Ever since I discovered Judith Scott last year I have been fascinated by what she created with her hands.

Judith Scott with one of her fiber sculptures, photographed by Leon A. Borensztein

Born Columbus, OH, 1943 – 2005.

“Judith Scott was a visual artist isolated from outside influences as a result of the impact of deafness and Down’s syndrome. She was independent and self-directed. In the eighteen years Judith made her work she never repeated a form or color scheme. Crafting armatures of bamboo slats and discarded materials, Judith diligently wrapped each work with lengths of knotted cloth or yarn.” Creative Growth.

Image from: Ricco/Maresca Gallery

Judith was an accidental artist. She spent 35 years institutionalized in her home state of Ohio with little or no creative outlet. It was only in the 1980’s when her twin sister Joyce regained custody of Judith and moved her to the San Francisco Bay Area that her creative life began to blossom. Judith was introduced to fiber art in 1987 by artist Sylvia Seventy at Creative Growth and produced a remarkable, breathtaking body of mixed media sculptures.


Image from: Pmitsukeru.wordpress.com

“Roger Cardinal and John MacGregor, internationally known scholars and experts in the field, have both designated Judith an “Outsider artist” as her sculptures reflect little cultural input and are highly individualistic, reflecting Judith’s own unique personal vision. Judith’s work is in the collections of the San Francisco Museum of Modern Art, Collection l’Art Brut, Switzerland, The American Folk Art Museum, New York, and was most recently part of a group exhibition at Gladstone Gallery, New York in 2006.” Creative Growth

Image from: Creative Growth

Image from: www.racheluffnergallery.com

photograph by © Sylvain Deleu

photograph by © Sylvain Deleu
photograph by © Sylvain Deleu

“Down syndrome is named after John Langdon Down, the British physician who described the syndrome in 1866. Down syndrome can be identified in a baby at birth, or even before birth by prenatal screening. Pregnancies with this diagnosis are often terminated.

The CDC estimates that about one of every 691 babies born in the United States each year is born with Down syndrome. Down syndrome occurs in all human populations, and analogous conditions have been found in other species such as chimpanzees.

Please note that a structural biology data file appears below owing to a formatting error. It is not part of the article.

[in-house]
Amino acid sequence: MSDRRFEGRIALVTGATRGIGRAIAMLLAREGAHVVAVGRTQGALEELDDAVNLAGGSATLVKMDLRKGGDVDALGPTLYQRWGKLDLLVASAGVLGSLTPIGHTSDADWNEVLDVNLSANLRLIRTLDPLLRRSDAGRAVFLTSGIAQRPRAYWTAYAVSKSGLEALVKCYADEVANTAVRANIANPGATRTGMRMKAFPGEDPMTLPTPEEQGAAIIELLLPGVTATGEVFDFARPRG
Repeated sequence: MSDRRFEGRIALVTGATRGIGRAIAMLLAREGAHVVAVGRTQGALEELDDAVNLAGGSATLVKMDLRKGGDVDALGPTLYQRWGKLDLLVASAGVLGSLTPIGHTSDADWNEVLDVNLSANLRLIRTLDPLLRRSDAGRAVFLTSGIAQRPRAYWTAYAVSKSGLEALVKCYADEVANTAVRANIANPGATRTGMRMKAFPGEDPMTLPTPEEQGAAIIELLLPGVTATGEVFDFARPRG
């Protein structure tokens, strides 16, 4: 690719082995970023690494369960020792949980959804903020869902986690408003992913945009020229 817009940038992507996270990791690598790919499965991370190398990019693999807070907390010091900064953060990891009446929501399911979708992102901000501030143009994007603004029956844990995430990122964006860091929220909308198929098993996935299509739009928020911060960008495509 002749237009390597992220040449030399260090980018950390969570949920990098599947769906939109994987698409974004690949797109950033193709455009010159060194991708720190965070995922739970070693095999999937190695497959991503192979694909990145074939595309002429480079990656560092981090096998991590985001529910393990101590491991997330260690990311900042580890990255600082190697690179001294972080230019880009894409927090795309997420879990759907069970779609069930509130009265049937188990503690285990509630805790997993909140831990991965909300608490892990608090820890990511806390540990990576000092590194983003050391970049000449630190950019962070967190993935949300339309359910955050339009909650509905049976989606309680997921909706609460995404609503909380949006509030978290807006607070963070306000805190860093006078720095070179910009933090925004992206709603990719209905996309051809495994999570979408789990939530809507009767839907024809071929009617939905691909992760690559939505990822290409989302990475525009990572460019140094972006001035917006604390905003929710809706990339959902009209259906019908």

Many children with Down syndrome graduate from high school and are able to do paid work, and some participate in post-secondary education as well. Education and proper care has been shown to improve quality of life significantly.” – Wikipedia

My relationship with Down syndrome started back when I was living in Cuba. My ex-husband, who was a Psychologist,  used to be part of a research that involved studying the hidden potential of people with Down syndrome. I had the special opportunity to watch a few videos of unique cases. I vividly remember two of them. One was a charming  young man who collected unusual stories from newspapers. He knew so much and was so willing to share his knowledge. The second case was a young woman who was very advanced  in her social skills. She had a good job at a local library. Her interview was inspiring, revealing and sometimes heart breaking. She was articulate and deep in her observations about “regular” people. The main element learned from the research was that those individuals with Down syndrome who had supporting parents that helped them develop their personal potentials, ended up integrating themselves into society and enjoying happy lives.

After I moved to the USA I kept being interested in Down syndrome, specially after Diego started pre-school in a special class. One of his classmates had Down syndrome, she was in love with Diego from the beginning.  She was the most affectionate girl ever, with her cute little glasses. At that time when nobody wanted to play with Diego it felt so good to see her  hugging and kissing him.  It made my heart happy. When I discovered Judith Scott I immediately thought about Diego’s girlfriend from pre-school. Maybe one day she will be a famous artist as well. I wouldn’t be surprised because she had very supporting parents.

Watch Judith at work: HERE

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